I have never met the Pope, nor do I ever think I'll have the opportunity to have a private audience with him, but there remains a deep love and reverence in my heart for the Chair of St. Peter and the man who humbly accepts this calling. To be honest, it was difficult for me to get accustomed to Pope Benedict XVI. I so loved Pope John Paul II and lacked the faith to believe that someone could actually fill his shoes. Through my ignorance, I was humbled. His first encyclical was on Love. His writings are beautiful, touching, and quite easy to read (JPII was a philosopher - not what I would call your average Sunday lounge-around reading). Here are a few examples of Pope Benedict's writings:
"Only if I serve my neighbor can my eyes be opened to what God does for me and how much he loves me."
"Love is therefore the service that the Church carries out in order to attend constantly to man's sufferings and his needs, including material needs."
"One does not make the world more human by refusing to act humanely here and now."
"If reason is to be exercised properly, it must undergo constant purification."
"Seeing with the eyes of Christ, I can give to others much more than their outward necessities; I can give them the look of love which they crave."
“Truth is not determined by a majority vote.”
“We are not some casual and meaningless product of evolution. Each of us is the result of a thought of God.”
“Each of you has a personal vocation which He has given you for your own joy and sanctity. When a person is conquered by the fire of His gaze, no sacrifice seems too great to follow Him and give Him the best of ourselves. This is what the saints have always done, spreading the light of the Lord ... and transforming the world into a welcoming home for everyone.”
“Dear friends, may no adversity paralyze you. Be afraid neither of the world, nor of the future, nor of your weakness. The Lord has allowed you to live in this moment of history so that, by your faith, his name will continue to resound throughout the world.”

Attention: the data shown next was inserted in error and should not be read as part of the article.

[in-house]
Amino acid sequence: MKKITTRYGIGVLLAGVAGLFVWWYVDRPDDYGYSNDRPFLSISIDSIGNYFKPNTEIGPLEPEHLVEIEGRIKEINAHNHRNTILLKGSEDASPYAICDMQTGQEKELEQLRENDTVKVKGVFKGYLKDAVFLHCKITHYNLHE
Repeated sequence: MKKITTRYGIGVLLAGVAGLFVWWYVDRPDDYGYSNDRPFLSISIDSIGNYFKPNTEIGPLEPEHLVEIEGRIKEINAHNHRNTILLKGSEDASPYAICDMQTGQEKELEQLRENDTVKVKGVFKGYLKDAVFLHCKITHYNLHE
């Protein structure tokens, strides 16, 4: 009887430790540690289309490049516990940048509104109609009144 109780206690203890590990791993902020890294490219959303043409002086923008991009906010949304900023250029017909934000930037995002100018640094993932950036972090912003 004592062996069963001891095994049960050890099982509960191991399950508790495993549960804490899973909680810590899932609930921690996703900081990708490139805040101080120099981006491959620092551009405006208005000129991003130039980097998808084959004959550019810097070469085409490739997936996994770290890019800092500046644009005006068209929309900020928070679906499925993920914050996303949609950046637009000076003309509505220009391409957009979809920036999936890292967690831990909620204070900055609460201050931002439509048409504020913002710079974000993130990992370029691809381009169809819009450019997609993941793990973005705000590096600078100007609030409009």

"An upright life always involves sacrifice, renunciation. To hold out the promise of a life without this constant re-giving of self if to mislead. There is no such thing as a successful life without sacrifice. If I cast a glance back over my whole life, I have to say that it was precisely the moments when I said yes to renunciation that were the great and important moments of my life" Homily, Palm Sunday of the Passion of Our Lord - April 5, 2009.
When the pope announced his resignation, I found it interesting how secular media became theologians and experts of Catholicism overnight. Conspiracy theories flew wildly, speculations of the pope being "forced" out of office were being examined. When I heard of his resignation, I immediately was touched by his humility, by the truth with which he spoke, and by his faith. Our society, specifically the U.S., has trouble in understanding such humility. Why on earth would the leader of over 1 billion faithful step down of his own free will? It's difficult to wrap our heads around that, but not for those who trust in the workings of the Holy Spirit to discern the paths for their lives. Our beloved pope is aging and he made this beautiful decision while he still had all of his faculties. He now will continue to serve the Church within a capacity that best suits the needs of the faithful.
I am thankful to have witnessed this piece of history and thankful for the catechetical opportunity this has given our family. Now, my prayers are with the Conclave as they discern. I look forward to "meeting" our new Holy Father.
Come Holy Spirit, fill the hearts of your faithful and kindle in them the fire of your love. Send forth your Spirit and they shall be created. And You shall renew the face of the earth.
O, God, who by the light of the Holy Spirit, did instruct the hearts of the faithful, grant that by the same Holy Spirit we may be truly wise and ever enjoy His consolations, Through Christ Our Lord, Amen.